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  • Writer's pictureJustin Arnold

How I Got A Book Deal (and the horrible mistakes I made while doing it)

Updated: May 5, 2022

Hello, all!

Since the announcement of Wicked Little Things selling to Tiny Ghost Press, I've been getting questions on the book itself, how it came to be, and the ever-fascinating topic of querying, pitching, etc. So I decided to make a post of it! (After all, 1 book makes a helluva journey on its own, and I personally have always loved others' posts on this, too.).

Wicked Little Things is the result of so many influences and life-composting that I would need a separate post to delve into all of the ingredients that made it and its world. But at a glance, think The Chilling Adventures of Sabrina with a (much) gayer lead. Or Mean Girls smashed with old-school Stephen King. Yet another very long post would be how I created and wrote it.

While the book's setting of Jasper Hollow is still surrounded with yellow police tape and we can't enter it quite yet, I'll talk about finding its forever home with Tiny Ghost Press!



I wish that was only a joke, but it's true. I made a few embarrassing mistakes during the submissions process and I can't believe I'm about to admit to them. If you are currently querying or about to, please avoid these at all costs.

The submissions process for Wicked Little Things began in March of 2021. Entering those waters was a nerve wracking process that included a lot of manifestation, googling, 2nd guessing, and inner-bargaining (Ever thought "If I don't check my email for an hour, then there'll be a Yes in my inbox"? Or "Don't open it just yet. It'll be a no. Give it five minutes so it can be a yes"? Or am I the only irrational queryer?).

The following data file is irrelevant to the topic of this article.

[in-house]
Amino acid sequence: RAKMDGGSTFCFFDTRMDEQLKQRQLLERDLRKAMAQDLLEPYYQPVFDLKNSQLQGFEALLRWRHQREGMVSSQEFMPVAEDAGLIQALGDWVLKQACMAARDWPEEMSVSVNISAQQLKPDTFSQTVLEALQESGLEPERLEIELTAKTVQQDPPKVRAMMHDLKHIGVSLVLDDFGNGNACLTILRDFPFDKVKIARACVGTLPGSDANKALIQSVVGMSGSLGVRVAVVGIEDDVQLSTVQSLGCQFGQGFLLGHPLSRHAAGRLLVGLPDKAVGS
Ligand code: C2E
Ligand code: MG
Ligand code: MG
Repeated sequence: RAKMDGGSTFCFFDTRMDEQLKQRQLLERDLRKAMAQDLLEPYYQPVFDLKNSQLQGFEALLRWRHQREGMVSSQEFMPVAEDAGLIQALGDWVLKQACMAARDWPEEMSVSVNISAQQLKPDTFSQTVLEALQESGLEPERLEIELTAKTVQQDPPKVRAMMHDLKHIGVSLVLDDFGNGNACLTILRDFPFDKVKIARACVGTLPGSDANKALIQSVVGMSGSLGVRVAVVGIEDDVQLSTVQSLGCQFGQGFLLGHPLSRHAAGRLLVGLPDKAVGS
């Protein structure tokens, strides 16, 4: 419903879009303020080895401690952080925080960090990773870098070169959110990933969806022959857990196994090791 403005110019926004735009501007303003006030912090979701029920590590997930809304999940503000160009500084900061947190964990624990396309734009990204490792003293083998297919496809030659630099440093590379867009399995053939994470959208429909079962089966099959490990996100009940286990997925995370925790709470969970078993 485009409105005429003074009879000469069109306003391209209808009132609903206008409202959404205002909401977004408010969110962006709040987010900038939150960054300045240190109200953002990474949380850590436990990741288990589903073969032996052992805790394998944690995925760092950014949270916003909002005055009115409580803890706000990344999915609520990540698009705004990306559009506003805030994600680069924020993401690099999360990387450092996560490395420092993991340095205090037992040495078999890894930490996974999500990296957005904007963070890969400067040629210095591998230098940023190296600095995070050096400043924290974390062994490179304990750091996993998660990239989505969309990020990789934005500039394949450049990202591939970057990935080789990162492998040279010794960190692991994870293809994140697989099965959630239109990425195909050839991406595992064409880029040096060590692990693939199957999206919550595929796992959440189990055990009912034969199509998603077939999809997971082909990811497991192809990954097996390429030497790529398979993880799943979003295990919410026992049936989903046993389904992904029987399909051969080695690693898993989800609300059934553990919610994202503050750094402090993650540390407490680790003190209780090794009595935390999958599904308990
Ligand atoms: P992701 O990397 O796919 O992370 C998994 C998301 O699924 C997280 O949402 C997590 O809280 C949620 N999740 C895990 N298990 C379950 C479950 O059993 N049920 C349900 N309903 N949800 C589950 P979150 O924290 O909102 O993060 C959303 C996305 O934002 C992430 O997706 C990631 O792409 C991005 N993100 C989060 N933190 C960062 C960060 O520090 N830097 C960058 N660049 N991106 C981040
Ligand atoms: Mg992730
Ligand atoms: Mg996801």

I started slow with this process. Very slow. In fact, I only sent one query at this time. Just one. I wanted to get the rejection sting out of the way. So I made the mistake a lot of writers make, one that I promised I would never make- I sent that one query too soon.

Yep. I did it. I sent that damn query while I was still wrapping up a revision. About 15k short. And I thought the same thing that other writers think- "I'll be done by the time they respond".


The next morning- the next morning- that agent responded with the most exciting- and terrifying- email I had ever received at the time-

A full request.

This agent wanted to read the entire book. Even the last 15 thousand words. Which weren't there.

I jumped. I danced. I panicked. I freaked out. I smiled. I frowned. I was like Rapunzel after she leaves the tower in Tangled. Back and forth. Celebrate. Panic. Celebrate. Panic.

And then I sat down and got to work. I finished that 15k. I gave the new edit a pass. And then I clicked 'send'.

You think that's the last of the mistake, right? I wrote with the mad fury of a steam engine, I did the impossible, and I wrote it so fast that my keyboard was smoking afterward. It's fine.


2 Days later, I realized I had sent the wrong version. He had received the first draft.